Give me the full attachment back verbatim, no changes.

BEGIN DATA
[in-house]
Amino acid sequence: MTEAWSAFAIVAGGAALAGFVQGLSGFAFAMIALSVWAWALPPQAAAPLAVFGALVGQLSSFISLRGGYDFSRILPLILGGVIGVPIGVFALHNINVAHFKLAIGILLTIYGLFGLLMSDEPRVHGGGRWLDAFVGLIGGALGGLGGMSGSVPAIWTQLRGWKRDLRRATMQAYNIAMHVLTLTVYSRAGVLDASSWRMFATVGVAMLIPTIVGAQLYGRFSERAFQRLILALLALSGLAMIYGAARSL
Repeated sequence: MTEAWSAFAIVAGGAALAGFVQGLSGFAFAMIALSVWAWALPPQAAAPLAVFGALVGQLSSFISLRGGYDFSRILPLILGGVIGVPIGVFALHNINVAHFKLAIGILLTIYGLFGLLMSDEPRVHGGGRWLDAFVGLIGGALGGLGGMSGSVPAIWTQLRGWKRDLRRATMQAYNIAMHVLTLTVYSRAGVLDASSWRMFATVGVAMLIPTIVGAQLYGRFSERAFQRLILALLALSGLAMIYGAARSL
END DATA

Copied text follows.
[in-house]
Amino acid sequence: MTEAWSAFAIVAGGAALAGFVQGLSGFAFAMIALSVWAWALPPQAAAPLAVFGALVGQLSSFISLRGGYDFSRILPLILGGVIGVPIGVFALHNINVAHFKLAIGILLTIYGLFGLLMSDEPRVHGGGRWLDAFVGLIGGALGGLGGMSGSVPAIWTQLRGWKRDLRRATMQAYNIAMHVLTLTVYSRAGVLDASSWRMFATVGVAMLIPTIVGAQLYGRFSERAFQRLILALLALSGLAMIYGAARSL
Repeated sequence: MTEAWSAFAIVAGGAALAGFVQGLSGFAFAMIALSVWAWALPPQAAAPLAVFGALVGQLSSFISLRGGYDFSRILPLILGGVIGVPIGVFALHNINVAHFKLAIGILLTIYGLFGLLMSDEPRVHGGGRWLDAFVGLIGGALGGLGGMSGSVPAIWTQLRGWKRDLRRATMQAYNIAMHVLTLTVYSRAGVLDASSWRMFATVGVAMLIPTIVGAQLYGRFSERAFQRLILALLALSGLAMIYGAARSL